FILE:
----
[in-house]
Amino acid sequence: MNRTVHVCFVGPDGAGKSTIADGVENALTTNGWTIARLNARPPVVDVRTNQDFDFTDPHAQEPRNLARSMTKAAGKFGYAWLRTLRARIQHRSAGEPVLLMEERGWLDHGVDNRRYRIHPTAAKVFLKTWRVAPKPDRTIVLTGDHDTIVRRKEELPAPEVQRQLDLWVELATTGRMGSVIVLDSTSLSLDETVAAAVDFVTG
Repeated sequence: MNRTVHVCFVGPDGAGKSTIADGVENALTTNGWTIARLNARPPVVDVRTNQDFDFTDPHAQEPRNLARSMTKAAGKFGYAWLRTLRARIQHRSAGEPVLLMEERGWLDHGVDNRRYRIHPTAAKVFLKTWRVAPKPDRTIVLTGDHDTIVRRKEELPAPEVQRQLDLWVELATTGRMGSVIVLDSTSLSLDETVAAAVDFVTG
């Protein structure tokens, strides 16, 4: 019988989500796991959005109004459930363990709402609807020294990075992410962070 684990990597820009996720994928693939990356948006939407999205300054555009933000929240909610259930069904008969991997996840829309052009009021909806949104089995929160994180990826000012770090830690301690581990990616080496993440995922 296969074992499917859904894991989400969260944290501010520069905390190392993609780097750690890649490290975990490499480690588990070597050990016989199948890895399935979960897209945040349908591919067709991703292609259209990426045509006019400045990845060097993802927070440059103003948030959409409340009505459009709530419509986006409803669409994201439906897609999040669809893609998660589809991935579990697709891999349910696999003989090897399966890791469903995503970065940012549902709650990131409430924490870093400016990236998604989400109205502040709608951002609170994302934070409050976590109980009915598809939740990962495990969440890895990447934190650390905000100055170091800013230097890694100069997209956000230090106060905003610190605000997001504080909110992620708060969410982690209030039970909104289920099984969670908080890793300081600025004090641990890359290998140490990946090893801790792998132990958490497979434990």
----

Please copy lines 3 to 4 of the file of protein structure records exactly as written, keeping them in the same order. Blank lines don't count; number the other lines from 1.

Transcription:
Repeated sequence: MNRTVHVCFVGPDGAGKSTIADGVENALTTNGWTIARLNARPPVVDVRTNQDFDFTDPHAQEPRNLARSMTKAAGKFGYAWLRTLRARIQHRSAGEPVLLMEERGWLDHGVDNRRYRIHPTAAKVFLKTWRVAPKPDRTIVLTGDHDTIVRRKEELPAPEVQRQLDLWVELATTGRMGSVIVLDSTSLSLDETVAAAVDFVTG
């Protein structure tokens, strides 16, 4: 019988989500796991959005109004459930363990709402609807020294990075992410962070 684990990597820009996720994928693939990356948006939407999205300054555009933000929240909610259930069904008969991997996840829309052009009021909806949104089995929160994180990826000012770090830690301690581990990616080496993440995922 296969074992499917859904894991989400969260944290501010520069905390190392993609780097750690890649490290975990490499480690588990070597050990016989199948890895399935979960897209945040349908591919067709991703292609259209990426045509006019400045990845060097993802927070440059103003948030959409409340009505459009709530419509986006409803669409994201439906897609999040669809893609998660589809991935579990697709891999349910696999003989090897399966890791469903995503970065940012549902709650990131409430924490870093400016990236998604989400109205502040709608951002609170994302934070409050976590109980009915598809939740990962495990969440890895990447934190650390905000100055170091800013230097890694100069997209956000230090106060905003610190605000997001504080909110992620708060969410982690209030039970909104289920099984969670908080890793300081600025004090641990890359290998140490990946090893801790792998132990958490497979434990």